“Conflict breeds hunger,” writes Marie Haga, Associate Vice-President of External Relations and Governance at the UN’s International Fund for Agricultural Development. “It can displace farmers and destroy agricultural assets and food stocks. Or it can disrupt markets, driving up prices and damaging livelihoods. In this vicious circle, conflict and lack of food break down the very fabric of society, and all too often lead to violence.” Recently, it seems like the world is filled with violence and conflict. Considering that the world’s population is increasing by one billion people every 11 to 12 years, losing any source of food is big problem. I was recently struck by arguments presented by Arif Husain (@WFPChiefEcon), Chief Economist at the U.N. World Food Program. Like Haga, he argues that conflict increases food insecurity and puts at greatest risk the world’s poor. He writes, “The war in Ukraine — a major ‘breadbasket’ for the world — is deepening these challenges on an unprecedented scale. In the immediate, swift and bold action is required by both wealthy and low-income nations to avert further humanitarian and economic catastrophe.”
Conflict Affects Everyone
People living in developed countries miles from any conflict might convince themselves that the violence won’t affect their lives. They’re mistaken. As I noted in a previous article, most conflicts have global consequences. This is especially true about the war in Ukraine. Journalist Holly Ellyatt (@HollyEllyatt) explains, “The economic fallout from the conflict is becoming clearer and the outlook does not look good. Against an already turbulent backdrop of global inflationary pressures amid rising food and energy prices and disrupted supply chains following the coronavirus pandemic, the war between Russia and Ukraine is exacerbating supply and demand tensions, damaging consumer sentiment, and is threatening global economic growth.” Husain agrees. He writes, “Looking forward, the international community should learn two key lessons from the Ukraine crisis. First, we live in an increasingly interconnected world and would be remiss if we ignored food insecurity and conflict challenges in any part of the globe as someone else’s problem. Secondly, it is critical for the international community to go beyond immediate stopgap measures; not only addressing the root causes of these challenges but also reexamining the agricultural and energy policies that underpin our global economy.”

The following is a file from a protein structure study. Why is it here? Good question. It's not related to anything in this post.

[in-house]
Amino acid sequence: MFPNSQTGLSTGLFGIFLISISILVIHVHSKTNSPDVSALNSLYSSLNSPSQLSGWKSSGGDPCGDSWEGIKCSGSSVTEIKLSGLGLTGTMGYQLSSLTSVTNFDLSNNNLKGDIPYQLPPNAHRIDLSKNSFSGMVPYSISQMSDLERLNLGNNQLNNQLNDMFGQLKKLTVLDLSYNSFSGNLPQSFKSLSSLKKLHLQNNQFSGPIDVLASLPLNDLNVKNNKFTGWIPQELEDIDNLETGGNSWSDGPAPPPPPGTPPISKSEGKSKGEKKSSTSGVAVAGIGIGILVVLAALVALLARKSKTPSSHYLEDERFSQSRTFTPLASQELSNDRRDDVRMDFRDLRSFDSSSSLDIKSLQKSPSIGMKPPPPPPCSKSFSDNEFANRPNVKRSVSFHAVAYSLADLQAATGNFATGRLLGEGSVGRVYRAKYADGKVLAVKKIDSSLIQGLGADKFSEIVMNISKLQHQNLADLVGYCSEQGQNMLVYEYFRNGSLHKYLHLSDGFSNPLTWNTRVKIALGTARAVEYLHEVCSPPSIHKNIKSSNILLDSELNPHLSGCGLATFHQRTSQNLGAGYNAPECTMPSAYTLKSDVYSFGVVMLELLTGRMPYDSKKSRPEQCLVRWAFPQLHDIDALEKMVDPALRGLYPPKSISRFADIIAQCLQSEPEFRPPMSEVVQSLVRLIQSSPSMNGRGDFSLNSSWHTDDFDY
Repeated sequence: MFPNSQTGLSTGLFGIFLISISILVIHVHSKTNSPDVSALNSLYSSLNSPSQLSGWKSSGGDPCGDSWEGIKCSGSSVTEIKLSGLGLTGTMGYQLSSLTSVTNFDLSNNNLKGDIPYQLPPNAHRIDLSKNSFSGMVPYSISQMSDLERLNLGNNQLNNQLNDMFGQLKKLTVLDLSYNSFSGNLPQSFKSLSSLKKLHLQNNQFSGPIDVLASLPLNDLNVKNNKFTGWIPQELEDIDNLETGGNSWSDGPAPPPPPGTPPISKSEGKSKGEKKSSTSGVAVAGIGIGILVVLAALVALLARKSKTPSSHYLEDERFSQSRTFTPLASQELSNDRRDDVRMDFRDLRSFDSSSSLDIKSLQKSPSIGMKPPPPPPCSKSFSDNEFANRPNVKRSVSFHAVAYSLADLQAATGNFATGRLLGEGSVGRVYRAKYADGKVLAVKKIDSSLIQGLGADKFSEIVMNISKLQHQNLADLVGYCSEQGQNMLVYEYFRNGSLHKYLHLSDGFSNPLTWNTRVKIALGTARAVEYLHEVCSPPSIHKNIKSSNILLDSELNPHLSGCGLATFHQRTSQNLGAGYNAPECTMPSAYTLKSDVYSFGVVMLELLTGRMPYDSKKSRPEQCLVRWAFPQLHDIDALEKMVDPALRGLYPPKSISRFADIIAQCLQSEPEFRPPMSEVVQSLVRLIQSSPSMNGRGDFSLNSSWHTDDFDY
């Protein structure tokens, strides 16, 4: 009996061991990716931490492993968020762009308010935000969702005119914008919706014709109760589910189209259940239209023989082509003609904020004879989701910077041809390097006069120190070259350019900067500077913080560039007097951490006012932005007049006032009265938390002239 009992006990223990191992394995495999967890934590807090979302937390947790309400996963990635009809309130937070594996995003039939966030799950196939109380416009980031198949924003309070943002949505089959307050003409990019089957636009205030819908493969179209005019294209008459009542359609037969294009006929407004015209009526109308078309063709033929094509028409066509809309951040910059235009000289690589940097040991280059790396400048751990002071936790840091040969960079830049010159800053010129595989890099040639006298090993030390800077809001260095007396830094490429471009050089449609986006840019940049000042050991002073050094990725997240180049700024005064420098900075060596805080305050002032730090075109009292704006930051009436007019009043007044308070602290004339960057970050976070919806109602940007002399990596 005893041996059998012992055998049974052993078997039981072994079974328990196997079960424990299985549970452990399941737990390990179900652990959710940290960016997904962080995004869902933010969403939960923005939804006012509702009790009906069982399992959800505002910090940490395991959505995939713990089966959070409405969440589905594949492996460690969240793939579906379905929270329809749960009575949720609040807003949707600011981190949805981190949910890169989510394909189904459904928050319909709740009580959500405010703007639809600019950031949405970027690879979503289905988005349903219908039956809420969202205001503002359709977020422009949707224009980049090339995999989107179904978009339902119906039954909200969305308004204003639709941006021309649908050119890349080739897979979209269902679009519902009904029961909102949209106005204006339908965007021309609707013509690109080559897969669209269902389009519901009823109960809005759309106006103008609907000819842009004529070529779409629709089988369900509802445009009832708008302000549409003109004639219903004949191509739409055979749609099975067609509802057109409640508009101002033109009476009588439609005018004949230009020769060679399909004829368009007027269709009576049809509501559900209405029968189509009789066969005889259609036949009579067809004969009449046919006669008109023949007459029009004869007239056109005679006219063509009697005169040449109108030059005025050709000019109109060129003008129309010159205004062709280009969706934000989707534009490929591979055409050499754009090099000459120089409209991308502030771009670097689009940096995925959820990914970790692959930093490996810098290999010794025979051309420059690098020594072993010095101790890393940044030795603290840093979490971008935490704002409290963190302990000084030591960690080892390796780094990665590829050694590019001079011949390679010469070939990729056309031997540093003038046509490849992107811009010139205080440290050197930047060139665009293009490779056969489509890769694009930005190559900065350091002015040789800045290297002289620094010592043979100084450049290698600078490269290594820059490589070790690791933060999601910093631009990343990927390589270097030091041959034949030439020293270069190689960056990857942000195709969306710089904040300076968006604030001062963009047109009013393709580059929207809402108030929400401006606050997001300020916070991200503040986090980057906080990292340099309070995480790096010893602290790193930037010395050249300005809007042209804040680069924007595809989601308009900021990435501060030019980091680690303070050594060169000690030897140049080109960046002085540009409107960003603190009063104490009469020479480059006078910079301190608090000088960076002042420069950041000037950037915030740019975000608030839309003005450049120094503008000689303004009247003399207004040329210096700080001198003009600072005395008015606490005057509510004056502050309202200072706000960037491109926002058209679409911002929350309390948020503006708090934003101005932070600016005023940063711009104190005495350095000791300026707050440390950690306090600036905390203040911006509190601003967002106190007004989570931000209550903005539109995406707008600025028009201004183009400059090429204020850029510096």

I sometimes wonder if the ubiquity of social media has deadened our senses to humanitarian crises around the world. We are constantly bombarded with images of people suffering from conflict, persecution, and starvation. Often these people are displaced, creating refugee challenges that few countries are willing to address. Instead of reaching out to help these refugees, many countries deliberately turn their backs. Xenophobia is alive and well. As I noted in another article, one shining counter-example is the people of Poland. They have gone beyond the mark to help Ukrainians fleeing from Russian atrocities being committed in their country. I cannot help but think of John Donne’s famous line: “Each man’s death diminishes me, for I am involved in mankind. Therefore, send not to know for whom the bell tolls, it tolls for thee.”
Husain observes, “Shocks like the war in Ukraine put into stark relief that food insecurity challenges are not always related to availability issues. Rather, it’s a question of accessibility and affordability. As the war drags on, already record levels of acute food insecurity are expected to sharply rise. In the 81 countries where the U.N. World Food Program (WFP) works, acute hunger is projected to increase by an additional 47 million people, from 276 million to 323 million — this is a staggering 17% jump, with the steepest rises in sub-Saharan Africa.”
What Can Be Done?